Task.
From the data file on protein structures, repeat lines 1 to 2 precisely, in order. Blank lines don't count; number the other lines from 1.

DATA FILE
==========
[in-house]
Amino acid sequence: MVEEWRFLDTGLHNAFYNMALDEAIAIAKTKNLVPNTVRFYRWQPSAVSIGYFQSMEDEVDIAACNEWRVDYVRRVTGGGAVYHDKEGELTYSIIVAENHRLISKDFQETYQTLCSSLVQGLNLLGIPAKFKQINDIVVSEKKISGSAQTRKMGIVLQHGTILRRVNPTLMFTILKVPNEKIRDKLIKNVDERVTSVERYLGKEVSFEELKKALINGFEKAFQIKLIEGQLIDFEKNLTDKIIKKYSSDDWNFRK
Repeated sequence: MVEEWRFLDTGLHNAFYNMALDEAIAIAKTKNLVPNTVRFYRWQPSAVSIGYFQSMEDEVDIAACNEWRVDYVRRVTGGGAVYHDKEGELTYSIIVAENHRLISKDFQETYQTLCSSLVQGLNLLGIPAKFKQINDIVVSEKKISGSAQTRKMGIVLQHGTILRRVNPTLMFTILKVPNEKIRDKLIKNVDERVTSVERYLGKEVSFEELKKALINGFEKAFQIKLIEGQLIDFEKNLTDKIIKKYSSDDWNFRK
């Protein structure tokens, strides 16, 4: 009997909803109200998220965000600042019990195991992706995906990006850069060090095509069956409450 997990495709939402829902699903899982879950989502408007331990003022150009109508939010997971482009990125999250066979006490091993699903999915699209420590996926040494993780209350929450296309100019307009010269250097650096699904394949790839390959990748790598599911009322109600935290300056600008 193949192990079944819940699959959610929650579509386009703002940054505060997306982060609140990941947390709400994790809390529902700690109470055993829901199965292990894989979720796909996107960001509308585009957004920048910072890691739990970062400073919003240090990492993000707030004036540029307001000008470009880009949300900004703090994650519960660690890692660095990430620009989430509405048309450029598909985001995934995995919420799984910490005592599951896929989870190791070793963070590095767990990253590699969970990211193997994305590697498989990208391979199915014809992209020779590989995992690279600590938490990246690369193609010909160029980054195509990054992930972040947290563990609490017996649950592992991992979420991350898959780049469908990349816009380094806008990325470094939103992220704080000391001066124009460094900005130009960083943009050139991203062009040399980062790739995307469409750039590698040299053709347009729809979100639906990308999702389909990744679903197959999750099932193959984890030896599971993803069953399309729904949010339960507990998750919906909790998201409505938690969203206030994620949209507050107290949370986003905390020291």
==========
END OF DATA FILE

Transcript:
[in-house]
Amino acid sequence: MVEEWRFLDTGLHNAFYNMALDEAIAIAKTKNLVPNTVRFYRWQPSAVSIGYFQSMEDEVDIAACNEWRVDYVRRVTGGGAVYHDKEGELTYSIIVAENHRLISKDFQETYQTLCSSLVQGLNLLGIPAKFKQINDIVVSEKKISGSAQTRKMGIVLQHGTILRRVNPTLMFTILKVPNEKIRDKLIKNVDERVTSVERYLGKEVSFEELKKALINGFEKAFQIKLIEGQLIDFEKNLTDKIIKKYSSDDWNFRK